• Brian L. Barefield

Non-Compete Clause Texans get blown out by the Bears 36-7

Photo Credit/Houston Texans

Most companies who does large volumes of business or is involved in the entertainment industry have their employees sign a non-compete clause which is a clause where one party agrees not to enter into or start a similar profession or trade in competition against another party. On Sunday it looked as if the Houston Texans had signed one before they took the field against the Chicago Bears.

Houston was blown out by the Bears by a score of 36-7 in a game where the Texans did not look ready to compete from the beginning of the game. Bears running back David Montgomery set the pace when he scored on an 80-yard run on Chicago’s first offensive possession of the game to put the Bears up 7-0 on their way to a huge first half offensive outburst as Chicago scored 30 points before halftime. Houston has now given up an average of 27 points in the first half in the last two games.

“It was uninspired,” said Texans interim head coach Romeo Crennel on his team’s performance on Sunday. “You know, we didn't have the energy that we have been having the last couple weeks. I don't know why, what it was. But that will, that attitude the last couple weeks that we've played with, we didn't have that today.”

What the Texans also lacked was the ability to stop Bears quarterback Mitchell Trubisky who made the Chicago organization look smart for at least one day by taking him in the first round ahead of Texans quarterback Deshaun Watson in the 2017 NFL Draft. Trubisky’s 267 yards passing and three touchdown passing was complimented by the Bears 169 yards rushing on 23 carries.

“Today my goal was to go out there and be present,” said Trubisky “Just play each play as its own entity and whatever happens, happens. Then the next play, it's the next-play mentality.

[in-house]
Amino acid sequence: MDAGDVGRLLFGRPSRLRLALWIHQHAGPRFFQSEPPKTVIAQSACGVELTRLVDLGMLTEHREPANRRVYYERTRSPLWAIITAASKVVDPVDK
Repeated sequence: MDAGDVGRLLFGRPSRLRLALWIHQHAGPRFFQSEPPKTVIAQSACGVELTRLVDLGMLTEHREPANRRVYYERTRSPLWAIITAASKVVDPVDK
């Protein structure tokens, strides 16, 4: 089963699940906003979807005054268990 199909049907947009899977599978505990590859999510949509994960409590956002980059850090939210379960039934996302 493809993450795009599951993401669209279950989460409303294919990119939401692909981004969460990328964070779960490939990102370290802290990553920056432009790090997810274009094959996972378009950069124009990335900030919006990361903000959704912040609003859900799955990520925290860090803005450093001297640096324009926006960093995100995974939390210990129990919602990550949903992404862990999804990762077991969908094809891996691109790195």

So, every single time I was just trying to go out there and find completions and I think that's just allowed me to be focused and dialed in today.

Photo Credit/Houston Texans

One group that has not been dialed in the last two weeks has been the Texans offensive line. They have given up a combined 12 sacks in the last two games including the seven given up against the Bears on Sunday. That amount of sacks along with the hits Watson has taken over the longevity of the season makes it hard for a quarterback to operate. Especially one who has seen his starting wide receivers group be reduced to guys receiving their first NFL action due to suspensions and injuries. Still Watson did as much as he could against Chicago finishing the day with 219 passing yards and one touchdown.

“It's hard for guys to get rhythm, especially on the O-line,” Watson said in his postgame press conference. “And then at the receiver, just things happen. You know, second game with some new receivers, and we tried to make some things happen, and it just didn't go our way.”

Another issue amongst the plethora of others that have presented themselves this season is the Texans sudden inability to score in the second half. Houston has been held scoreless in the second half over the last two games and their only points came on a 40-yard touchdown pass from Watson to suspended wide receiver Will Fuller on Thanksgiving Day against the Detroit Lions.

With the loss on Sunday, Houston has been mathematically eliminated from participating in the 2020 NFL Postseason. It is only the second time in Watson’s NFL career that he will miss the playoffs. The last coming due to injury that cut his rookie season short in 2017. With three games remaining the Texans must now come up with a positive plan that will help carry momentum into the 2021 season. That plan will include Watson being behind center for the remainder of this season.

“I'm going to play,” said Watson when asked if he considered sitting out the last three games of the season. “That's my job. I've got to be out there every game. I've got too much pride and respect for myself and this organization and this team to go out there and just get embarrassed again or lose.

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